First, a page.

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European authorities are seizing record quantities of increasingly pure cocaine, the EU drugs agency said in a report published Thursday, also warning of a growing use

of synthetic drugs and dealing via smartphones.

The rise in trafficking on social media, darknet markets and cocaine "call centres", where dealers deliver quickly to users who order online, are creating a "potential 'Uberisation'" of the drugs trade, it said.

There is a "more systematic and organised use of different social networks, messaging apps and communication methods that also use encryption" than in the past, Alexis Goosdeel, head of the European Monitoring Centre for Drugs and Drug Addiction (EMCDDA), told reporters in Brusssels.

"There is a steady increase in the size of the market and sale over the internet and darknet," he said.

Not only are there signs that established plant-based drugs like cocaine are increasingly available, but, he said, "synthetic drugs and drug production within Europe are growing in importance".

Dimitris Avramopoulos, EU Commissioner for Home Affairs, told the same press conference the "report presents a worrying picture" with the record seizures of illicit drugs like cocaine and heroin.

He also said the EU and its partners had "no time to spare" in tackling "the role of digitalisation in the drug market".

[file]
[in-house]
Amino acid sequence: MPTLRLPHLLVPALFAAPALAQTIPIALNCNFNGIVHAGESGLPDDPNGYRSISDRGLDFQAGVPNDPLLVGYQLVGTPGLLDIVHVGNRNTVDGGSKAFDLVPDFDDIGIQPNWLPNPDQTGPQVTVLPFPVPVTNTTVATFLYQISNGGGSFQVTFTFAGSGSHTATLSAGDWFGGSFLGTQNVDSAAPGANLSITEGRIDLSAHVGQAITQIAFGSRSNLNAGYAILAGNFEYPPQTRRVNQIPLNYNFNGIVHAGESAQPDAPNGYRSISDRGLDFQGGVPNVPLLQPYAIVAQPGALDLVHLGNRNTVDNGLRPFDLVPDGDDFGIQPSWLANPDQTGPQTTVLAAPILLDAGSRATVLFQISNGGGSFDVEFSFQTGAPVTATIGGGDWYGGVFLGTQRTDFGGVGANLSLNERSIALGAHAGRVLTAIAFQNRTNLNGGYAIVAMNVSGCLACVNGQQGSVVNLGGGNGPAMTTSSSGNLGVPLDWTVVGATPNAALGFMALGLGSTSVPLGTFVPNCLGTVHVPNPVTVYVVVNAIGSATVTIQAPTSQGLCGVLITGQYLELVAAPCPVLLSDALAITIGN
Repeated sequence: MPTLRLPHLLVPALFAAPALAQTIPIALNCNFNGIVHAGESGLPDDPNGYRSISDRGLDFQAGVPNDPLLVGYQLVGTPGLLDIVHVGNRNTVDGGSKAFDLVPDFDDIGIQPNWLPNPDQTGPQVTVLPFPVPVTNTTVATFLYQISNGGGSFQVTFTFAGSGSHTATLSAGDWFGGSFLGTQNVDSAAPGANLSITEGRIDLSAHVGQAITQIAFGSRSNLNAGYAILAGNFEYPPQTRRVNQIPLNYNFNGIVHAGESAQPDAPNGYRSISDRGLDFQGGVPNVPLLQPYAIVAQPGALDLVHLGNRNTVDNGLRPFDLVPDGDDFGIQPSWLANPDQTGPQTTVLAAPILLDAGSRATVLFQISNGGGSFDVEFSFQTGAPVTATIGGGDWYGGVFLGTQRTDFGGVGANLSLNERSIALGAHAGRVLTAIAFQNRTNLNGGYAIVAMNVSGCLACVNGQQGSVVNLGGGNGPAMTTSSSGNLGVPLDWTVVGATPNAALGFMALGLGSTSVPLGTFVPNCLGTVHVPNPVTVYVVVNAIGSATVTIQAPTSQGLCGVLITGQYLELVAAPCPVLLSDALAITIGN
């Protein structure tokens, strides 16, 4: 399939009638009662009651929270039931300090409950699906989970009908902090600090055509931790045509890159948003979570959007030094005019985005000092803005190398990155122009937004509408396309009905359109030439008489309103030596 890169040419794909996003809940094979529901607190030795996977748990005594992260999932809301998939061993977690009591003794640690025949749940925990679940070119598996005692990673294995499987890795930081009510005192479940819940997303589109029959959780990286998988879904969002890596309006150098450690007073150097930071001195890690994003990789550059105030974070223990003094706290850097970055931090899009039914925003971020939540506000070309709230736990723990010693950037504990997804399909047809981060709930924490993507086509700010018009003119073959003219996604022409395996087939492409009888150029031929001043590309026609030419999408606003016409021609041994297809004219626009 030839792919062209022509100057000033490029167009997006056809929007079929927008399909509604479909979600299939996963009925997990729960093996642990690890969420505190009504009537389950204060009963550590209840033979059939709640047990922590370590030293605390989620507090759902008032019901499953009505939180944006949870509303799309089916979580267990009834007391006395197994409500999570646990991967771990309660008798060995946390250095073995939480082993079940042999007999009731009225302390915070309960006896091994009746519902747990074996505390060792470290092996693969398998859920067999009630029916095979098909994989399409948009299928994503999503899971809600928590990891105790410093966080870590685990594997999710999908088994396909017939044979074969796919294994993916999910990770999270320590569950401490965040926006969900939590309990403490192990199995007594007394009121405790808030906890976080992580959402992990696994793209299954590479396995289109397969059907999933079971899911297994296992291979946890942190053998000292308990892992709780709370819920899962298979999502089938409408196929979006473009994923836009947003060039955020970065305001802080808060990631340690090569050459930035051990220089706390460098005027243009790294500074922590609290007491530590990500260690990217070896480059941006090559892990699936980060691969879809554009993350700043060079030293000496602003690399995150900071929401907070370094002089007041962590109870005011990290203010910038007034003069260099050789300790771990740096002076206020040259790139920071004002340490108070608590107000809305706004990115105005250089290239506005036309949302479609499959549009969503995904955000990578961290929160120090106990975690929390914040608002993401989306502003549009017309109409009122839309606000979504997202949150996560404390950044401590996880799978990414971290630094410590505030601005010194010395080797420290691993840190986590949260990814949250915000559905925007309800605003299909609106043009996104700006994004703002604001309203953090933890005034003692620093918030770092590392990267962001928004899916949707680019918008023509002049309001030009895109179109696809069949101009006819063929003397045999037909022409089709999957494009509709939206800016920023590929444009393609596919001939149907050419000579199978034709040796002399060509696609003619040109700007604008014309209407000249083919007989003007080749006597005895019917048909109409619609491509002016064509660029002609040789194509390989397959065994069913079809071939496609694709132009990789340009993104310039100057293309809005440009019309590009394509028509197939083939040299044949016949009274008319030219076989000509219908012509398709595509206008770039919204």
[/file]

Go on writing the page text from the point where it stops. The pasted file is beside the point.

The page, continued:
- Record cocaine seizures -

EU member states seized 140 tonnes of cocaine in 2017, the highest level ever recorded, with an average street price of 55 to 82 euros ($62-92) per gram in the EU.

Belgium accounted for the highest proportion of cocaine seizures with 45 tonnes, followed by Spain with 41 tonnes. An increase in trafficking via shipping containers is a "major challenge", it said.

The purity of cocaine at street level reached its highest level in a decade in 2017, while its retail price has remained stable.

The MDMA content of the party drug ecstasy also reached a 10-year high the same year.

Although an international crackdown on chemicals used to produce that synthetic drug disrupted the market in the late 2000s, producers have increasingly been using non-controlled chemicals to manufacture it.

- Cannabis most seized drug -

Cannabis accounted for nearly three-quarters of illicit drugs seizures in the EU in 2017. The herbal cannabis or marijuana consumed in Europe is mainly cultivated in Europe, but cannabis resin or hashish tends to be imported from Morocco, and increasingly from conflict-torn Libya.

Almost three-quarters of cannabis resin seized in the EU in 2017 was in Spain whose proximity to north Africa makes it a hub for sending drugs to Europe.

- Turkey a hotspot -

EU-candidate country Turkey is a significant transit country for drugs trafficking between Europe and the Middle East, despite its strict drugs laws.

It seized more MDMA tablets (8.6 million) and more amphetamine (6.6 tonnes) than all the EU member states combined in 2017.

There were also more heroin seizures (129,000) in Turkey than all EU countries combined.

Since 2014, Turkey has participated in the EMCDDA's work and is a full member of the management board though without the right to vote.

- Boom in synthetic drugs -

Synthetic drugs -- which mimic the effects of natural drugs such as heroin -- have become more common, the report said.

Eleven new synthetic opioids were detected in Europe in 2018, usually in the form of powders, tablets and liquids, it said.

With only very small volumes needed to produce many thousands of street doses, these substances are easy to conceal and transport, representing a challenge for law enforcement and customs. afp